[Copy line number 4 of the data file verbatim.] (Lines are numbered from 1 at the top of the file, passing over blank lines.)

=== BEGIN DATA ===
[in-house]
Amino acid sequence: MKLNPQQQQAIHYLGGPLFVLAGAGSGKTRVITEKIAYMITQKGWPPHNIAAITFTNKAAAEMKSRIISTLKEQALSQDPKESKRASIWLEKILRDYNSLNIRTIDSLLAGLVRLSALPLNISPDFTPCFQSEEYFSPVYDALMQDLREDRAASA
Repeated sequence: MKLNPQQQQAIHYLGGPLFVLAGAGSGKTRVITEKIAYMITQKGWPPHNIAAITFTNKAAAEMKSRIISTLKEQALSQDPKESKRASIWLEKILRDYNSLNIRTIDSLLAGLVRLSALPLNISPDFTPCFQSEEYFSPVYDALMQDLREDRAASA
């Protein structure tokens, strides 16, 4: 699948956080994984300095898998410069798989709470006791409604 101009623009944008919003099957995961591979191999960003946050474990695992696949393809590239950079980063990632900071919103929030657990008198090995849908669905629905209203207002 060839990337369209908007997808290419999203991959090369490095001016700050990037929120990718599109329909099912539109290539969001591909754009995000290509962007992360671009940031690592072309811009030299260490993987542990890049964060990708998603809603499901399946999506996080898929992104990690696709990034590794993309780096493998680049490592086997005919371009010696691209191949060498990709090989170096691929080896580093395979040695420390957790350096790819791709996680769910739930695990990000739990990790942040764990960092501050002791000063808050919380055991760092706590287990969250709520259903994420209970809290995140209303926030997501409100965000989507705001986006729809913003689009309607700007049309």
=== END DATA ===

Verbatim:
């Protein structure tokens, strides 16, 4: 699948956080994984300095898998410069798989709470006791409604 101009623009944008919003099957995961591979191999960003946050474990695992696949393809590239950079980063990632900071919103929030657990008198090995849908669905629905209203207002 060839990337369209908007997808290419999203991959090369490095001016700050990037929120990718599109329909099912539109290539969001591909754009995000290509962007992360671009940031690592072309811009030299260490993987542990890049964060990708998603809603499901399946999506996080898929992104990690696709990034590794993309780096493998680049490592086997005919371009010696691209191949060498990709090989170096691929080896580093395979040695420390957790350096790819791709996680769910739930695990990000739990990790942040764990960092501050002791000063808050919380055991760092706590287990969250709520259903994420209970809290995140209303926030997501409100965000989507705001986006729809913003689009309607700007049309």